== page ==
01 Feb What’s the line between exercise addiction and dedication?
So we know thatexercise, combined with a healthy diet, is good for us. But too much of a good thing can be bad – exercise included.
It is possible for a person to become addicted to working out, running, cycling, etc., but how do we distinguish between dedication and addiction?
Addictions, although diverse, cause very different individuals to act in similar ways. Addiction is a chronic disease of the brain; it is a mental health issue. Addiction affects a person physically, psychologically, socially and spiritually. Whether the person is addicted to a drug, alcohol or in this case exercise, he or she uses to feel a certain way. The more they use, they harder it is to obtain the desired feeling.
Being dedicated to exercise involves setting goals and planning ways to achieve them. Dedicated people may work out 3-5 times a week, but they are able to maintain their health and do not suffer from chronic injuries. Someone who is dedicated will push hard during practice or at the gym, but they also know when to stop. If they do become injured, they give themselves a break. They feel good after working out and can acknowledge their hard work.
Most importantly, while exercise is important to someone who is dedicated, it is not the only thing that matters to them.
Conversely, someone who is addicted is constantly thinking about exercising. They have a compulsive need to exercise, and that need overrides other important things like their health, relationships and career. They will often become extremely thin or muscular. They will also suffer from injuries or become unhealthy, but they will continue to work out. Exercising doesn’t bring a sense of joy anymore, but they become anxious if they aren’t able to do it. Even if they are exercising every day, they won’t feel like it’s enough. In short, people who are addicted to exercise lose control.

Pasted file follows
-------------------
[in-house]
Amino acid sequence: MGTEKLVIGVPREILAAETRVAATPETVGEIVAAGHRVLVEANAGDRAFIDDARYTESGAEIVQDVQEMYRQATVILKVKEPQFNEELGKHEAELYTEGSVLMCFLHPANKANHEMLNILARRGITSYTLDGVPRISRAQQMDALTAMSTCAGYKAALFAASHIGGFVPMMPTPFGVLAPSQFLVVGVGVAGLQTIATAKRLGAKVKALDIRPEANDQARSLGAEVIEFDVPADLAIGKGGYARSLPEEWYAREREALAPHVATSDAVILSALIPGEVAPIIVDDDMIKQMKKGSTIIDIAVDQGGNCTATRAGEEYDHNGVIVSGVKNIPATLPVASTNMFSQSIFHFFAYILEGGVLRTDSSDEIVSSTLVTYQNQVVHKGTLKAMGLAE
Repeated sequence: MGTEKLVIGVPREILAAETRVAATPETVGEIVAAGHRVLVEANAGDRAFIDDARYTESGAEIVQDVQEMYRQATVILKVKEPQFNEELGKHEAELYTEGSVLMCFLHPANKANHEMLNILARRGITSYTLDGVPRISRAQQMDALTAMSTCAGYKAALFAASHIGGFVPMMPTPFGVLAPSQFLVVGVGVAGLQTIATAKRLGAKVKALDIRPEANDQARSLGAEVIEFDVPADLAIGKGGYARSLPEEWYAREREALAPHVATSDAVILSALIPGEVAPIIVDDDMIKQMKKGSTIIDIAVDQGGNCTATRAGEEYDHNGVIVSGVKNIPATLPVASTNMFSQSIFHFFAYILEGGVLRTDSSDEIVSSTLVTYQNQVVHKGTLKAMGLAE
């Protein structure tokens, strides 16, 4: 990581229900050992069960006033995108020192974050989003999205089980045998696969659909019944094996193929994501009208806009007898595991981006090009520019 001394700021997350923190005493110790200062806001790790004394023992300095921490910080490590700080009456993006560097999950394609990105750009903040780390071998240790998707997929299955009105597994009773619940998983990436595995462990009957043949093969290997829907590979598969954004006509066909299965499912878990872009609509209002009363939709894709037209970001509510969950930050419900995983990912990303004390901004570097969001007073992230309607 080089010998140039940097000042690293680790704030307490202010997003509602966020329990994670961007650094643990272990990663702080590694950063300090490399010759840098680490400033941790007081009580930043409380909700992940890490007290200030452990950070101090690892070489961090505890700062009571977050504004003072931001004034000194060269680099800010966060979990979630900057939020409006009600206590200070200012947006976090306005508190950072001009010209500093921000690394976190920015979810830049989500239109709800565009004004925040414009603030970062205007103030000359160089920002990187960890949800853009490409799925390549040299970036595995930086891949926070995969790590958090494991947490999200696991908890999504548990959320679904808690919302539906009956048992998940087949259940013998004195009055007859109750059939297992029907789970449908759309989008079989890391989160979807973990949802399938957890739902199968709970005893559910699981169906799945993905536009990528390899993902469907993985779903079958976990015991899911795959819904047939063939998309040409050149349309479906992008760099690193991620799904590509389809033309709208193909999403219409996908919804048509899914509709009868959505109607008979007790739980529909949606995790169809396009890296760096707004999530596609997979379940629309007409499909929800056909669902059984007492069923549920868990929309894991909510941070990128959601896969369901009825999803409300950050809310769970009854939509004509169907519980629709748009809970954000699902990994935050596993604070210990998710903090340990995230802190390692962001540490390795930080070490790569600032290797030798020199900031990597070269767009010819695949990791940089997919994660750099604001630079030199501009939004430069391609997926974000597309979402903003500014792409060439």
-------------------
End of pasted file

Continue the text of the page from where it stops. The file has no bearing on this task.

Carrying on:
There is still a lot of uncertainty about why people become addicted to exercise, but it has been linked to certain personality traits including obsessive-compulsive disorder, high-pain tolerance, high self-imposed expectations and narcissism. People (runners in particular) sometimes cross the line because they initially feel good when endorphins are released in the body during exercise, and so they chase that “high.” Eventually, they become obsessed. Participants involved in sports that focus on body size (dance, figure skating, ballet, gymnastics, distance running, body building) may be at higher risk, too.
If you feel like you’re crossing the line, talk to someone or seek counselling while you are still able to recognize the signs.